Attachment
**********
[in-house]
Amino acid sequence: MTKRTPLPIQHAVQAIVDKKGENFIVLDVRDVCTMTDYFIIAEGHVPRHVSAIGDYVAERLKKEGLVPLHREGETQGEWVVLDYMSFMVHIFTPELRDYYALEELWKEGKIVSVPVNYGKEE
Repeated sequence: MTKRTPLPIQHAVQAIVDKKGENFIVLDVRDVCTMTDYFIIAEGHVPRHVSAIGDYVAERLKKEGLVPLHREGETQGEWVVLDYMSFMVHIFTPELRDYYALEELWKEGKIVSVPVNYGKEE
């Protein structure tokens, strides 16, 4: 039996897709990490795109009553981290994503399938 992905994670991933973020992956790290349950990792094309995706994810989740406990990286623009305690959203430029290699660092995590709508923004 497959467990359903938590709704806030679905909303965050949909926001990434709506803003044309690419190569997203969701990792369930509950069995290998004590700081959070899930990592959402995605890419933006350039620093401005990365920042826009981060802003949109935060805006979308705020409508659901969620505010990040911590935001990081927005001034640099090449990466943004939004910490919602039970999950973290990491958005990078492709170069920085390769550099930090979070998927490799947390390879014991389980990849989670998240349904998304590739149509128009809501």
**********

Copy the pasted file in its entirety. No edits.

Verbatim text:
[in-house]
Amino acid sequence: MTKRTPLPIQHAVQAIVDKKGENFIVLDVRDVCTMTDYFIIAEGHVPRHVSAIGDYVAERLKKEGLVPLHREGETQGEWVVLDYMSFMVHIFTPELRDYYALEELWKEGKIVSVPVNYGKEE
Repeated sequence: MTKRTPLPIQHAVQAIVDKKGENFIVLDVRDVCTMTDYFIIAEGHVPRHVSAIGDYVAERLKKEGLVPLHREGETQGEWVVLDYMSFMVHIFTPELRDYYALEELWKEGKIVSVPVNYGKEE
């Protein structure tokens, strides 16, 4: 039996897709990490795109009553981290994503399938 992905994670991933973020992956790290349950990792094309995706994810989740406990990286623009305690959203430029290699660092995590709508923004 497959467990359903938590709704806030679905909303965050949909926001990434709506803003044309690419190569997203969701990792369930509950069995290998004590700081959070899930990592959402995605890419933006350039620093401005990365920042826009981060802003949109935060805006979308705020409508659901969620505010990040911590935001990081927005001034640099090449990466943004939004910490919602039970999950973290990491958005990078492709170069920085390769550099930090979070998927490799947390390879014991389980990849989670998240349904998304590739149509128009809501």